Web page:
USA Today reports the power went out for almost two hours Wednesday in two of the main halls at the Las Vegas Convention Center during the Consumer Electronics Show. Initially, some folks seemed on edge-especially given past events in Las Vegas-but so far it just seems that the trade show finally succeeded in overloading the Las Vegas power grid. Thousands of attendees were ushered out and security guards temporarily refused entry to parts of the convention center. While power within the South Hall was restored minutes later, it took two hours to fully restore power in the Central Hall, with conference organisers confirming on Twitter at 1.09pm that power was slowly being rolled out in the Central Hall. "We will continue to restrict access until full power has been restored".
Jason Roy's record-breaking knock vs Australia gives England series lead
The Big bash has been a great success and draws plenty of crowds but I hope the one-day set-up does the same. Here, Press Association Sport takes a look at how people reacted to Roy's brutal innings.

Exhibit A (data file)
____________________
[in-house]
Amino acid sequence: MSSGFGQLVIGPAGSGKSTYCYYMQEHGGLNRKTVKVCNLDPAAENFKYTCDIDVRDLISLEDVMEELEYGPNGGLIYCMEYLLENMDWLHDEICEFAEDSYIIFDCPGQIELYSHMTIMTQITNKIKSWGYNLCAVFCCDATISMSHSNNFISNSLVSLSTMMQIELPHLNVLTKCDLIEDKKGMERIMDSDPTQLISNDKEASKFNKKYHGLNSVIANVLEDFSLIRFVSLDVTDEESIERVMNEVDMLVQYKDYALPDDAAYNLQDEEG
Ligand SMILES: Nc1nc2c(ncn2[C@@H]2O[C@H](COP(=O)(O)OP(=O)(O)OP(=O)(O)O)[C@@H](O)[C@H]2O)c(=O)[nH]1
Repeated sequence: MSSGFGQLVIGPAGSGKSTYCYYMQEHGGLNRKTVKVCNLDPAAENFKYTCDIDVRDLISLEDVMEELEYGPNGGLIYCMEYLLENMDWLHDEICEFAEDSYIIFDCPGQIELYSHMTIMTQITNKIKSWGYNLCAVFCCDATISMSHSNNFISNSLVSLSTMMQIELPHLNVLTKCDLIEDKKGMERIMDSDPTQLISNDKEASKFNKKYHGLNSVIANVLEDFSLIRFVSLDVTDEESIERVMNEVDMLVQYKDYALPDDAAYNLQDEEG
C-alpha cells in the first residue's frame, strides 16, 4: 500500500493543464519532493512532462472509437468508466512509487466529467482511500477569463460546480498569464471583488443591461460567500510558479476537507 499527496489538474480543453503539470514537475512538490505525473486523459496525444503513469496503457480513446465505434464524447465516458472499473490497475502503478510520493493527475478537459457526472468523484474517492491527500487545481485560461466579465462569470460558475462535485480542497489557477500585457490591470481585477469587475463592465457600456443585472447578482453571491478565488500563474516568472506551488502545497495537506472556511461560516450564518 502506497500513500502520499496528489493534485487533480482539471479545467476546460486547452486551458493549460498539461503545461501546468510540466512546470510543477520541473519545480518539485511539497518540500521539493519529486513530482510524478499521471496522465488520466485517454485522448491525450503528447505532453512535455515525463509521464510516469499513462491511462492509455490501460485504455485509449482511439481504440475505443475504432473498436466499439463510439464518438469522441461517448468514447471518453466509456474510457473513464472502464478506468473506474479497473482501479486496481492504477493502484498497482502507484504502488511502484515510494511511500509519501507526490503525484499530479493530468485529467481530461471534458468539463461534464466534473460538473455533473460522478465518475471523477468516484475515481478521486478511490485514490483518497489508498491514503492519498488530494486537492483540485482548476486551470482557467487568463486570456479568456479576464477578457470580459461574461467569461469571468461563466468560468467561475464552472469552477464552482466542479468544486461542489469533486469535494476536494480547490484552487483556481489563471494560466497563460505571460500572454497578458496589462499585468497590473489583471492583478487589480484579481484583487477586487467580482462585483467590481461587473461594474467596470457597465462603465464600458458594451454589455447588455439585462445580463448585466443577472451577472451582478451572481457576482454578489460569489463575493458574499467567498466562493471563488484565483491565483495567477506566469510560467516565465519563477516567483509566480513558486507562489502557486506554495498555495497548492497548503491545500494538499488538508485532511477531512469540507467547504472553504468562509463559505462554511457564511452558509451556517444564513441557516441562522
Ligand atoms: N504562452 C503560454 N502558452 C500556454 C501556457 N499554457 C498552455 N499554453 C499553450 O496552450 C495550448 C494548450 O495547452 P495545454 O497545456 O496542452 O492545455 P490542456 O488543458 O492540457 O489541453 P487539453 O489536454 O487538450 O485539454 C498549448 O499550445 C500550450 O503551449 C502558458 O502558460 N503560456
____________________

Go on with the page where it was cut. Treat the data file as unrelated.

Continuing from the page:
It wasn't a case of too many gadgets being plugged in, but a rainstorm knocking out the main power-lines.
Despite being a convention dedicated to incredible (and sometimes very bizarre) upcoming technology, the Consumer Electronics Show is subject to power loss like anything else. Samsung, Intel, LG and Panasonic were among the tech companies that lost power.
Ford Ranger finally reintroduced with production set to start in 2018
The midsize Chevrolet Colorado and Toyota Tacoma both notched sales increases a year ago even though overall USA sales were down. It includes off-road tuned shocks, all-terrain tires, a frame-mounted heavy-gauge bash plate, and frame-mounted skid plates.
L O L! Intel, Sony and OREO even got in on the fun and made a decision to let some tweets fly in light of the situation.
Batteries and motors are getting smaller and more powerful, making electric scooters and even single-wheeled devices good for all day use over many miles.
Iranian Oil Tanker Sinks after Weeklong Fire
An oil tanker burning in the East China Sea for more than a week has finally sunk, Chinese media say, BBC reports. The Sanchi was carrying 136,000 tons of condensate, worth some $60 million, and bound for the Republic of Korea.
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